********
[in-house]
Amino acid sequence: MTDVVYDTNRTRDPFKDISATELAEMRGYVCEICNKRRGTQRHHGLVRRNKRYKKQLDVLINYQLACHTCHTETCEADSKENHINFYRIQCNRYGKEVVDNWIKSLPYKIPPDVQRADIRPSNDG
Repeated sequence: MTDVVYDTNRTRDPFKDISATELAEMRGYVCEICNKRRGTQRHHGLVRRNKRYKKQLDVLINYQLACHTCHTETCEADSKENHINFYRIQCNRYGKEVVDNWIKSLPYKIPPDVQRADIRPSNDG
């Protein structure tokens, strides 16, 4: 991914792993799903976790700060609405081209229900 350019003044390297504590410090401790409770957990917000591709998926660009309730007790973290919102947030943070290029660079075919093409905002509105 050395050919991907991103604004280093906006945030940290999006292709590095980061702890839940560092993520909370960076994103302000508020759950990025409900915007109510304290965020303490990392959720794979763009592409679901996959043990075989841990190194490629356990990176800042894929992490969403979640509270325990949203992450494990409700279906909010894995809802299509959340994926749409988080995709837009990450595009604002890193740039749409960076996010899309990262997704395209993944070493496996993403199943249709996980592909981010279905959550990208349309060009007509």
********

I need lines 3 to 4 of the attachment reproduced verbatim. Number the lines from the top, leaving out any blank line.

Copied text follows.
Repeated sequence: MTDVVYDTNRTRDPFKDISATELAEMRGYVCEICNKRRGTQRHHGLVRRNKRYKKQLDVLINYQLACHTCHTETCEADSKENHINFYRIQCNRYGKEVVDNWIKSLPYKIPPDVQRADIRPSNDG
């Protein structure tokens, strides 16, 4: 991914792993799903976790700060609405081209229900 350019003044390297504590410090401790409770957990917000591709998926660009309730007790973290919102947030943070290029660079075919093409905002509105 050395050919991907991103604004280093906006945030940290999006292709590095980061702890839940560092993520909370960076994103302000508020759950990025409900915007109510304290965020303490990392959720794979763009592409679901996959043990075989841990190194490629356990990176800042894929992490969403979640509270325990949203992450494990409700279906909010894995809802299509959340994926749409988080995709837009990450595009604002890193740039749409960076996010899309990262997704395209993944070493496996993403199943249709996980592909981010279905959550990208349309060009007509």